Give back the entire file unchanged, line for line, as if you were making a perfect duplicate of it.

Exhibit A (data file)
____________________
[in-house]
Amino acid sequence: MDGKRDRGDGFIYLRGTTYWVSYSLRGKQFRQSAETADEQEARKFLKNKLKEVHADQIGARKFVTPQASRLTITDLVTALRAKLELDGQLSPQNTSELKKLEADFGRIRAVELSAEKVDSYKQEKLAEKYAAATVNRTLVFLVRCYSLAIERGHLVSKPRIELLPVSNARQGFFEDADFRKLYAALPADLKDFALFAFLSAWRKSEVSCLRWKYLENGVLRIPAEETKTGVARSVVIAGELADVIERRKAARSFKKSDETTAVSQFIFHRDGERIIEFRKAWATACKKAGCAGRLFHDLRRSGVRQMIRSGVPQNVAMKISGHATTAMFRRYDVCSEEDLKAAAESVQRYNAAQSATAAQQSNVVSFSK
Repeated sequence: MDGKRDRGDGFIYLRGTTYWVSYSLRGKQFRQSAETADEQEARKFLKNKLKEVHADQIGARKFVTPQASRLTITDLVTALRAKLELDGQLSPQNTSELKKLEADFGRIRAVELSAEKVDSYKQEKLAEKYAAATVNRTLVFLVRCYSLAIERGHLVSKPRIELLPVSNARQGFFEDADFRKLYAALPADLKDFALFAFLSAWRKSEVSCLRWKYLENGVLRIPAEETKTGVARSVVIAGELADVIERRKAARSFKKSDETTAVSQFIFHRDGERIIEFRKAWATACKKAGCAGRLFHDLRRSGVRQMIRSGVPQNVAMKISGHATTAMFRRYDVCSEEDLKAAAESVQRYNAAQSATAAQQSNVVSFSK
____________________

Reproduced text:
[in-house]
Amino acid sequence: MDGKRDRGDGFIYLRGTTYWVSYSLRGKQFRQSAETADEQEARKFLKNKLKEVHADQIGARKFVTPQASRLTITDLVTALRAKLELDGQLSPQNTSELKKLEADFGRIRAVELSAEKVDSYKQEKLAEKYAAATVNRTLVFLVRCYSLAIERGHLVSKPRIELLPVSNARQGFFEDADFRKLYAALPADLKDFALFAFLSAWRKSEVSCLRWKYLENGVLRIPAEETKTGVARSVVIAGELADVIERRKAARSFKKSDETTAVSQFIFHRDGERIIEFRKAWATACKKAGCAGRLFHDLRRSGVRQMIRSGVPQNVAMKISGHATTAMFRRYDVCSEEDLKAAAESVQRYNAAQSATAAQQSNVVSFSK
Repeated sequence: MDGKRDRGDGFIYLRGTTYWVSYSLRGKQFRQSAETADEQEARKFLKNKLKEVHADQIGARKFVTPQASRLTITDLVTALRAKLELDGQLSPQNTSELKKLEADFGRIRAVELSAEKVDSYKQEKLAEKYAAATVNRTLVFLVRCYSLAIERGHLVSKPRIELLPVSNARQGFFEDADFRKLYAALPADLKDFALFAFLSAWRKSEVSCLRWKYLENGVLRIPAEETKTGVARSVVIAGELADVIERRKAARSFKKSDETTAVSQFIFHRDGERIIEFRKAWATACKKAGCAGRLFHDLRRSGVRQMIRSGVPQNVAMKISGHATTAMFRRYDVCSEEDLKAAAESVQRYNAAQSATAAQQSNVVSFSK